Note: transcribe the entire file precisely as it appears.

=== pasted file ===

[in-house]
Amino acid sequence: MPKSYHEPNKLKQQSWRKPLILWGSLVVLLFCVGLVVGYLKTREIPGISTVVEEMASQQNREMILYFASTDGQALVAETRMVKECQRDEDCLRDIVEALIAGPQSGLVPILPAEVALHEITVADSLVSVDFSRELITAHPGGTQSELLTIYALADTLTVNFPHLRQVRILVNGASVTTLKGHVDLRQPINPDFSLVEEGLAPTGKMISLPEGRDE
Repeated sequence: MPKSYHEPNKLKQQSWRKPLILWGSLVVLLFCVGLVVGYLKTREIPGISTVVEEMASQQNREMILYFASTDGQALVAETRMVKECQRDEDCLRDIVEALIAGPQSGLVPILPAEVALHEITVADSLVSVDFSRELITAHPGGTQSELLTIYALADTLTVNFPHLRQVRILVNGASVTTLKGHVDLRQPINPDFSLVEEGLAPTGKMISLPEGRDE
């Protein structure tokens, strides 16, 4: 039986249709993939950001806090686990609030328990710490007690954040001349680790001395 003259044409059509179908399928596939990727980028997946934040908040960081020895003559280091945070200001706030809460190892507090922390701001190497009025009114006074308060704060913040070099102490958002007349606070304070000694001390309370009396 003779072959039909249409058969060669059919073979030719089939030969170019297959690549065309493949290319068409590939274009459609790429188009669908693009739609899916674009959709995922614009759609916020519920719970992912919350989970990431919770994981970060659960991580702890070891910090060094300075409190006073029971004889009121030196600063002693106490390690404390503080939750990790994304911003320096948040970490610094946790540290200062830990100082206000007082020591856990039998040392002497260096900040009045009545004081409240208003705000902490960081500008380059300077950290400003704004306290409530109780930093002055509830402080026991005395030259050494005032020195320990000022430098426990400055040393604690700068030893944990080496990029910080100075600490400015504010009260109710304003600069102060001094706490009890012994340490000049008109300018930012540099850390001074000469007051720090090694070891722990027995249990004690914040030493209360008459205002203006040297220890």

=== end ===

[in-house]
Amino acid sequence: MPKSYHEPNKLKQQSWRKPLILWGSLVVLLFCVGLVVGYLKTREIPGISTVVEEMASQQNREMILYFASTDGQALVAETRMVKECQRDEDCLRDIVEALIAGPQSGLVPILPAEVALHEITVADSLVSVDFSRELITAHPGGTQSELLTIYALADTLTVNFPHLRQVRILVNGASVTTLKGHVDLRQPINPDFSLVEEGLAPTGKMISLPEGRDE
Repeated sequence: MPKSYHEPNKLKQQSWRKPLILWGSLVVLLFCVGLVVGYLKTREIPGISTVVEEMASQQNREMILYFASTDGQALVAETRMVKECQRDEDCLRDIVEALIAGPQSGLVPILPAEVALHEITVADSLVSVDFSRELITAHPGGTQSELLTIYALADTLTVNFPHLRQVRILVNGASVTTLKGHVDLRQPINPDFSLVEEGLAPTGKMISLPEGRDE
């Protein structure tokens, strides 16, 4: 039986249709993939950001806090686990609030328990710490007690954040001349680790001395 003259044409059509179908399928596939990727980028997946934040908040960081020895003559280091945070200001706030809460190892507090922390701001190497009025009114006074308060704060913040070099102490958002007349606070304070000694001390309370009396 003779072959039909249409058969060669059919073979030719089939030969170019297959690549065309493949290319068409590939274009459609790429188009669908693009739609899916674009959709995922614009759609916020519920719970992912919350989970990431919770994981970060659960991580702890070891910090060094300075409190006073029971004889009121030196600063002693106490390690404390503080939750990790994304911003320096948040970490610094946790540290200062830990100082206000007082020591856990039998040392002497260096900040009045009545004081409240208003705000902490960081500008380059300077950290400003704004306290409530109780930093002055509830402080026991005395030259050494005032020195320990000022430098426990400055040393604690700068030893944990080496990029910080100075600490400015504010009260109710304003600069102060001094706490009890012994340490000049008109300018930012540099850390001074000469007051720090090694070891722990027995249990004690914040030493209360008459205002203006040297220890």